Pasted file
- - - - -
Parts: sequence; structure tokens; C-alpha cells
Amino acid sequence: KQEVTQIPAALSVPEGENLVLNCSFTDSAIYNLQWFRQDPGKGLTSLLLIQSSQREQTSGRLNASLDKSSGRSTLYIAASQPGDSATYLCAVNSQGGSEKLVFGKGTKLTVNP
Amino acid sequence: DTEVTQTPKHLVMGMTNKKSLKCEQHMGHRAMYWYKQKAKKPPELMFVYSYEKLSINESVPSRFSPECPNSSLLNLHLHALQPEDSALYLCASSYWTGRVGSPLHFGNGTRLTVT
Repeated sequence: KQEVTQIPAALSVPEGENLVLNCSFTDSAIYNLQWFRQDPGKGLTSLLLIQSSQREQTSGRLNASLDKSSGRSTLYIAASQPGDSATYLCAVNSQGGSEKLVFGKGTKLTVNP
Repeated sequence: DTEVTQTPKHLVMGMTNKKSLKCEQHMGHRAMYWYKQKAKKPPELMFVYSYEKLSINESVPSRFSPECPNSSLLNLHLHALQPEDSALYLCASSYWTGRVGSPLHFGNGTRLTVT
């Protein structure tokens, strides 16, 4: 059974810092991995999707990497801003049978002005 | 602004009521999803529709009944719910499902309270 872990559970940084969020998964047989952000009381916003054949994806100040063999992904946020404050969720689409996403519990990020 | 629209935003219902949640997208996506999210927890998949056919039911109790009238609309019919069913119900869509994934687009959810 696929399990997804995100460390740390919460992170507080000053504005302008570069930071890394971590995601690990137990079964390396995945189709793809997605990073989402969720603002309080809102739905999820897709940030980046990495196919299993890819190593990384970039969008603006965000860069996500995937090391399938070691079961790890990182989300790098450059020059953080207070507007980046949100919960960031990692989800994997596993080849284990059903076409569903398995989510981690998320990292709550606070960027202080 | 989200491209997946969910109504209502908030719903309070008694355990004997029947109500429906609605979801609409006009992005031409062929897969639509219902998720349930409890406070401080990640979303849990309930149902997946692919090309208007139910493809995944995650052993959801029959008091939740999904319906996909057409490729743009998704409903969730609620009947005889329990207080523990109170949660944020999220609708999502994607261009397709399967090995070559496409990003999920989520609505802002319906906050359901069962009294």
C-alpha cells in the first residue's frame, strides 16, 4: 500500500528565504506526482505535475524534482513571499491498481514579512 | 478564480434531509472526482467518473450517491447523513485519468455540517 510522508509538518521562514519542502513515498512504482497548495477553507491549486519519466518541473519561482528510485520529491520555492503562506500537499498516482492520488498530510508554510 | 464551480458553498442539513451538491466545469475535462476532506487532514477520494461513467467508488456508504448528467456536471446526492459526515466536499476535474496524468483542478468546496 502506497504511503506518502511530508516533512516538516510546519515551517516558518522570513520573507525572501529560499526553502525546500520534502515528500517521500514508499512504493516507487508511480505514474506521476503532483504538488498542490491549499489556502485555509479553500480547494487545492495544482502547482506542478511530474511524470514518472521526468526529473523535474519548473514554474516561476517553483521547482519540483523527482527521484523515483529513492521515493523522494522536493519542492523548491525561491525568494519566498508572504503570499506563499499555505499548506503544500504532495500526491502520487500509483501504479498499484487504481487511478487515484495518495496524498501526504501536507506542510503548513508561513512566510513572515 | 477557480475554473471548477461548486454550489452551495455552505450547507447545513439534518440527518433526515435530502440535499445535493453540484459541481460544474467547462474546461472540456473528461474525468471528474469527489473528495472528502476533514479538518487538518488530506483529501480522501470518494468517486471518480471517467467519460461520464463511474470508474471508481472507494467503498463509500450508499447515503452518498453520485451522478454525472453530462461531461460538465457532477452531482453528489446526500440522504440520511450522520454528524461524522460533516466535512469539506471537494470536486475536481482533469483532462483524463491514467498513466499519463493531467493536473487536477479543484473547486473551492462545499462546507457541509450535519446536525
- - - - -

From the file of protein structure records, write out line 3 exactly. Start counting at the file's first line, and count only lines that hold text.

Amino acid sequence: DTEVTQTPKHLVMGMTNKKSLKCEQHMGHRAMYWYKQKAKKPPELMFVYSYEKLSINESVPSRFSPECPNSSLLNLHLHALQPEDSALYLCASSYWTGRVGSPLHFGNGTRLTVT